Extended support for Windows Server 2008 and Windows Server 2008 R2 is ending on January 14, 2020. SQL Server 2008 & 2008 R2 ends in July of 2019. Although this may seem like plenty of time to prepare, these dates are just around the corner. However, there are two upgrade paths available: On-premises upgrade, or migration to a hosted cloud infrastructure within Azure. We will review these two upgrade paths in this blog post.
While servers running 2008 or 2008 R2 versions will not stop working, there are a few key things to consider if you decide to continue utilizing this server platform. First and foremost, Microsoft will not release any further patches to this version. Patches can include bug fixes to the software, added features and functionality, and most importantly security updates. Running software that is end of life poses a risk for potential hackers to exploit any vulnerabilities that have not been addressed due to not being patched. In addition, Microsoft is no longer providing mainstream support for Server and SQL 2008 / 2008R2. Read more about what dangers lie in running end of life software.
One modernization path is to move to a supported Server OS or SQL platform on-premises. One thing to keep in mind if you are running Windows Server 2008 or Windows Server 2008 R2, you will need to upgrade to Windows Server 2012/2012 R2 before you can upgrade to Windows Server 2016 or 2019. It is also recommended to upgrade your SQL servers parallel to Windows Servers.
Whether reusing your existing server hardware or if you are planning on purchasing new equipment, it is best practice to ensure that the hardware not only meets the specs of your applications but also that it is scaled to your business.
Microsoft Partner N-1 Support Policy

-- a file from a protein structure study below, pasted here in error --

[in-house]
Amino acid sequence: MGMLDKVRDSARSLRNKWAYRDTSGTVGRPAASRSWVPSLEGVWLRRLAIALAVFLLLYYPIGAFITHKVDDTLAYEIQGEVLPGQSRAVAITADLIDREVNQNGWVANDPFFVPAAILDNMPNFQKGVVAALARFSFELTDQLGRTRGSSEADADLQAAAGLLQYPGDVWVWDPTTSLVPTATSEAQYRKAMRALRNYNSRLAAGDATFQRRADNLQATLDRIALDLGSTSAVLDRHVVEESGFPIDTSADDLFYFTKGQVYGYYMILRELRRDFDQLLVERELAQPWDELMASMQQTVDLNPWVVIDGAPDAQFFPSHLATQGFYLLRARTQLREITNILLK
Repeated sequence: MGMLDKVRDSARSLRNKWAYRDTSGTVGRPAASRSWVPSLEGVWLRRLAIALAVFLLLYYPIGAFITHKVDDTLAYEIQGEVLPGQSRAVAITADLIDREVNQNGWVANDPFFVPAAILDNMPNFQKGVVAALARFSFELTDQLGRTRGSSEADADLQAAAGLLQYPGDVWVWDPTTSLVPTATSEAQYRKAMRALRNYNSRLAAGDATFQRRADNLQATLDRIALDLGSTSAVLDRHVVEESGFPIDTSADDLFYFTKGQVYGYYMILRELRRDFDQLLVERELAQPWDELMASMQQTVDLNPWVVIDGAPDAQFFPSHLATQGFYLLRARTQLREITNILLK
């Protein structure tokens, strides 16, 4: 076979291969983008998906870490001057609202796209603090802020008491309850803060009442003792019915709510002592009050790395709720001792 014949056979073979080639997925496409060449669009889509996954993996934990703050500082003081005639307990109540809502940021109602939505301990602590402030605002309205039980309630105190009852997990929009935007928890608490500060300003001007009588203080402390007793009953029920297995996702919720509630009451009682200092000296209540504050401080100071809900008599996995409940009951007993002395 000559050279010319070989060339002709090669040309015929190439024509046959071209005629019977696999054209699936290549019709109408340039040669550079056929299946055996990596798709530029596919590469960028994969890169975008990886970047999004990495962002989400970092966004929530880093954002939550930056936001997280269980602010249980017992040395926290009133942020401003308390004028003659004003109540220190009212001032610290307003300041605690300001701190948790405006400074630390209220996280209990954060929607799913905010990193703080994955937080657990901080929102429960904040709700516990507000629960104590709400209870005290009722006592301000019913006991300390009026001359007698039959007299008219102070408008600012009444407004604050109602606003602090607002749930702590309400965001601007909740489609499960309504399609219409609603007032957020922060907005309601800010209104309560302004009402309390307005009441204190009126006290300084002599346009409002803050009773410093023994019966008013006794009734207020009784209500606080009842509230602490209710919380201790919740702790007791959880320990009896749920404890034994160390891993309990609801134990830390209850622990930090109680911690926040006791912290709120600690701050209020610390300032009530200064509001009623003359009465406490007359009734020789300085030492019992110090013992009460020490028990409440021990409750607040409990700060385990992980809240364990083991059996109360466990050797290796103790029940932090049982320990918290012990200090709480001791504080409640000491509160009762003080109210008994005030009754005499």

As of January 1, 2019, Microsoft and rolled out a new N-1 support policy for Microsoft Partners. This support policy applies to all on-premises products. This means that product support is available for the current product version (N) and the previous product version (N-1). Any versions prior to N-1 are not covered under mainstream support and the customer / partner must pay per incident to create a support case. For instance, Microsoft Server 2012 and 2012R2 Operating Systems have not yet reached the end of extended support (10/10/2023). However, under the N-1 support policy these OS versions are not covered.
Migrate to a Cloud Infrastructure
An alternative to upgrading on-premises servers is a migration to a cloud infrastructure. The cloud can be a different solution based on business needs. For instance, a small business with only 5-10 users that doesn’t have any on-premise applications may decide to move to SharePoint within Office 365. However, other organizations may have business and IT needs where Azure’s Infrastructure as a Service (IaaS) may be a better option.
Here are 5 reasons to move to the cloud:
- Predictable, Monthly Spend
- Decrease in IT Hardware Spend
- Enhanced Security
Centrality is a Microsoft Cloud Productivity Competency partner. We can assist your organization with selecting the right solution as well as migration to the cloud.